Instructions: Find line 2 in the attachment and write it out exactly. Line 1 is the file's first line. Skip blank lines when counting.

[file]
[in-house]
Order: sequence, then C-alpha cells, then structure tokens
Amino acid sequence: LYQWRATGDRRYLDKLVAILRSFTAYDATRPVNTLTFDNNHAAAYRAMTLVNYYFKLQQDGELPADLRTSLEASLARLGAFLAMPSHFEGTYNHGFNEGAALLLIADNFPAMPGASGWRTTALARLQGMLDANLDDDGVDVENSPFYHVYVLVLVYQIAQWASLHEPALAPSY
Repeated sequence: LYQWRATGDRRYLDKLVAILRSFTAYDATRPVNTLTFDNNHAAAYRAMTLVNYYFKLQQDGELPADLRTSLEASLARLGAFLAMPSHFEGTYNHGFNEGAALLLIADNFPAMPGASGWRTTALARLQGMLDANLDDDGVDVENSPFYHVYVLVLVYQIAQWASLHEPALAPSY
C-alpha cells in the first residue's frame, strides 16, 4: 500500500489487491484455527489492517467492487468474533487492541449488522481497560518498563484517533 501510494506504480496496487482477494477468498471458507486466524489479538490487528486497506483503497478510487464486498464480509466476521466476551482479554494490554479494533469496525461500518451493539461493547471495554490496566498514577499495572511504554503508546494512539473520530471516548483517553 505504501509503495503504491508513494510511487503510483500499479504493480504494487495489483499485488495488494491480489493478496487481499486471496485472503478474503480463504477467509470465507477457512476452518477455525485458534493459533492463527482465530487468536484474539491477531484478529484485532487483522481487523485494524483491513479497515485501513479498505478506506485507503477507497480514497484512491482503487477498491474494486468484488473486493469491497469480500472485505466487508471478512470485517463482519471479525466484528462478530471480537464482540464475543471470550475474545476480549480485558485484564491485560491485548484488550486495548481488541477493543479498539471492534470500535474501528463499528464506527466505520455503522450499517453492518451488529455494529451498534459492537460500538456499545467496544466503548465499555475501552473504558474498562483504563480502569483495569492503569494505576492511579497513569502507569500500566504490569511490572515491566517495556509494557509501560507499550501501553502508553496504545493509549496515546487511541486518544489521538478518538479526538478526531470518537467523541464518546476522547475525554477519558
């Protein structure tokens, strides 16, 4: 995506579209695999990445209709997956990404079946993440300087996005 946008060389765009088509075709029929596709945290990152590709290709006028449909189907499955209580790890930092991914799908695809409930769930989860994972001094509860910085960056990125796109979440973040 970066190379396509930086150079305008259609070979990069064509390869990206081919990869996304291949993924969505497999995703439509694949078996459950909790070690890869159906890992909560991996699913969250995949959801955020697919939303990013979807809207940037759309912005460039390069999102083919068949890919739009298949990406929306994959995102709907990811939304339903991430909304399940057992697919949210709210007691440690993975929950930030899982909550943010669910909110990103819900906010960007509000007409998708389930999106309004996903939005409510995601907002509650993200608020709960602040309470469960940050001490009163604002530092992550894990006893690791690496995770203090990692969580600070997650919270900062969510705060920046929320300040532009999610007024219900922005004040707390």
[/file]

Order: sequence, then C-alpha cells, then structure tokens